ID #1033

# What are the different Plotter operations available in CFD-VIEW?

The Plotter operator in CFD-VIEW supports signal processing for Time History data. A previous user tip – Digital Signal Processing using CFD-VIEW – shows how time history date can be made available and how to perform a PSD on a periodic signal. It is recommended to review this user tip before going further.The aim of this new user tip is to list all options supported by the Plotter Operator.

This tip will discuss the following operations:
- Correlation
- Fast Fourier Transform
- Discrete Fourier Transform
- Integral
- Derivative
- Power Spectral Density
- Smoothing
- Filter
- Sound Pressure Level
- Window

## 1. Correlation

This operation performs an auto or inter-correlation, depending on whether one or two entities are currently selected (no more than two entities are authorized). The user has to define two parameters, both in number of sampling points:
- Lag length: the length over which the correlation has to be estimated (by default, half the number of curve points).
- Samples number: allows the user to truncate the curves given the number of abscissa points. The default value is the number of points in the curve.

Inter-correlation assumes that both curves have the same number of points.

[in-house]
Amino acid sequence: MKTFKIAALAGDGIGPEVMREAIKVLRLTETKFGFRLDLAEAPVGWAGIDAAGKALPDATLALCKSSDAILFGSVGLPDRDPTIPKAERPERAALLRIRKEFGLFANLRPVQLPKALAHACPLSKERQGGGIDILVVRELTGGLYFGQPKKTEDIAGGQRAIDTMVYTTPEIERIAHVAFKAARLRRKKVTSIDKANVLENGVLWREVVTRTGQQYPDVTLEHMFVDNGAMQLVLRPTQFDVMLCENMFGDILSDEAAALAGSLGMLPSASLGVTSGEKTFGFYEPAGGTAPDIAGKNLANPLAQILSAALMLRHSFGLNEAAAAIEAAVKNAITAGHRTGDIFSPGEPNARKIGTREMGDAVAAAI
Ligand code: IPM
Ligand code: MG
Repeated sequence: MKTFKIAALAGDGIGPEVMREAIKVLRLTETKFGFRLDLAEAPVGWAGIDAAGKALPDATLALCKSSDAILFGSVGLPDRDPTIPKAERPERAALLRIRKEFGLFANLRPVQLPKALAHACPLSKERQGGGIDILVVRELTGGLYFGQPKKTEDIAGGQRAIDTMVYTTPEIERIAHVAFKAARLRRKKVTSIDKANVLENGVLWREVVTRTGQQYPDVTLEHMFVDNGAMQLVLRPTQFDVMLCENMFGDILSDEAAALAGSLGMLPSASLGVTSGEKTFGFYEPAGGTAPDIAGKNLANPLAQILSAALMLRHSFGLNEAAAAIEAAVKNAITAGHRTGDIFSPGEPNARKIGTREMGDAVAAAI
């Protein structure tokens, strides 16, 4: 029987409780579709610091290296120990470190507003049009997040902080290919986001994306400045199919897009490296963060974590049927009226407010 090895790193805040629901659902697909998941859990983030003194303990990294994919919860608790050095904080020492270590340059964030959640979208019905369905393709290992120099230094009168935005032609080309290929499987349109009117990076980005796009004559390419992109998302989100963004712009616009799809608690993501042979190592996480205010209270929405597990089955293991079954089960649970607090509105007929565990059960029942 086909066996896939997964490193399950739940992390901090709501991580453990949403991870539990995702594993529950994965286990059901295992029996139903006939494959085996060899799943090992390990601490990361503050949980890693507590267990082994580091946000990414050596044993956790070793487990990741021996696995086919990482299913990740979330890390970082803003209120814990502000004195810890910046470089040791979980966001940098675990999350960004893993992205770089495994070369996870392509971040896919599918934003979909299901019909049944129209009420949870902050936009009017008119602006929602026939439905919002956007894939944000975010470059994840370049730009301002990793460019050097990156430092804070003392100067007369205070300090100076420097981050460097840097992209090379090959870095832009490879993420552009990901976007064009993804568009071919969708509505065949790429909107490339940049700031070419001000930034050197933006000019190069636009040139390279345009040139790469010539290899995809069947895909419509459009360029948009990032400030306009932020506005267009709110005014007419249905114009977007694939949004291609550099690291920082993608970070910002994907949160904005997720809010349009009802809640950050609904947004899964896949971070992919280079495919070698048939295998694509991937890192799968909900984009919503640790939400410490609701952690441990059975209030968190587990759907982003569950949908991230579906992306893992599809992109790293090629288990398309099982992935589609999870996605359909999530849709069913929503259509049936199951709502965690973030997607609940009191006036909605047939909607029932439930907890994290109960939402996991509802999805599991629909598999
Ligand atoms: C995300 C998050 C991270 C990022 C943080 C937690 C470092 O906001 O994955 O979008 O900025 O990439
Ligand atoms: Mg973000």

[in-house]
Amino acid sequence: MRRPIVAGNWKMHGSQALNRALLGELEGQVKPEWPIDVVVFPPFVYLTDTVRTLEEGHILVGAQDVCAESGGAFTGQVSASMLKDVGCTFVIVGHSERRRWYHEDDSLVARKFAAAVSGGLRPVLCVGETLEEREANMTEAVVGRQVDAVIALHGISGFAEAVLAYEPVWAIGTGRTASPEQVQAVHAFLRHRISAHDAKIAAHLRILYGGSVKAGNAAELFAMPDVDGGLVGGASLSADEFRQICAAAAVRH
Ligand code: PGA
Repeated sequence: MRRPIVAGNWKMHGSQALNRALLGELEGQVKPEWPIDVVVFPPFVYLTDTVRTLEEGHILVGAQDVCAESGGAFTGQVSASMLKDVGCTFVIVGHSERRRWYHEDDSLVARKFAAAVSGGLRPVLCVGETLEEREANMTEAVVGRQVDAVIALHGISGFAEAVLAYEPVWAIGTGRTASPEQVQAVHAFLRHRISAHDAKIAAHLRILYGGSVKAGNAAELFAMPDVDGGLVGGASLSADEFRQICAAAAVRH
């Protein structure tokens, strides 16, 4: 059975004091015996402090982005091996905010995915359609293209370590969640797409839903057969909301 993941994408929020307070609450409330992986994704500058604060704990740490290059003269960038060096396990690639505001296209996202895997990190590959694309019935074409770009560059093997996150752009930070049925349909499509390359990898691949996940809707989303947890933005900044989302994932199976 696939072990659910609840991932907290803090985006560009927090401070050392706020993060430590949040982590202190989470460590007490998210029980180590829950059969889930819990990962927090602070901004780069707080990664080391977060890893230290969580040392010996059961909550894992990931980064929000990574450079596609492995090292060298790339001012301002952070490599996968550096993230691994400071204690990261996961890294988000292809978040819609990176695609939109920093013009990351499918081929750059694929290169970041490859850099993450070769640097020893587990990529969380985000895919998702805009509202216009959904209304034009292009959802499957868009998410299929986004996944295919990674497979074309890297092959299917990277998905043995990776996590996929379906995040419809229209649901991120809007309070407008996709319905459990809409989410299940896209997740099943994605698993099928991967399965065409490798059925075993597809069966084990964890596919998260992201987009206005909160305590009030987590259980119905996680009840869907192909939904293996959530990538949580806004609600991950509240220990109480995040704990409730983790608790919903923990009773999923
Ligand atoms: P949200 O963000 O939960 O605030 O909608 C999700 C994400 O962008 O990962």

The result is a curve {Ri, i=1,n_sample}, where n_sample is the value of Samples number, and Ri is defined as:

Where:
- x and y are the point-wise values of the single curve (auto-correlation) or of each of the two curves (inter-correlation),
- N is the lag length,
- <x>M1,M2 is the average of x over the sampling points ranking from M1 to M2

## 2. Fast Fourier Transform (FFT)

The algorithm used is the base 2 FFT, which performs a temporal permutation at the start of the computation. The input signal step must be quasi constant and increasing. Otherwise the transformation cannot be performed.

If the signal has not a number of points of the form 2n, it is re-sampled by linear interpolation. In any case (with or without re-sampling) the FFT result is scaled by the signal time step Δt.

An option is available to convert the FFT magnitude in dB:

The phase, the imaginary and the real part of the FFT is also provided.

## 3. Discrete Fourier Transform (DFT)

This option is applied on the selected data via the list Entities. It computes the Discrete Fourier Transform and normalizes it by 1/Fe (as with the FFT). The DFT has the same output options as the FFT (Magnitude ...) and performs (n ´ N) operations (N is the number of frequencies and n is the number of samples). Its algorithm is not optimized as the FFT (n x ln(n) operations).

The user input are the minimum, maximum frequencies and the frequency step, so that the transform is computed with a limited required frequency bandwidth and a frequency resolution (therefore, this can reduce the time computation).

## 4. Integral

Select one entity in the list of external entities, corresponding to {y1i, i=1,n}. Choose the Integral item in the Operation list, then Create at the bottom of the window: this will create a new curve defined on the set of mid-points of the original set of abscissa, defined as:

where i =1,n-1.

The integral curve is defined on n-1 points only.

## 5. Derivative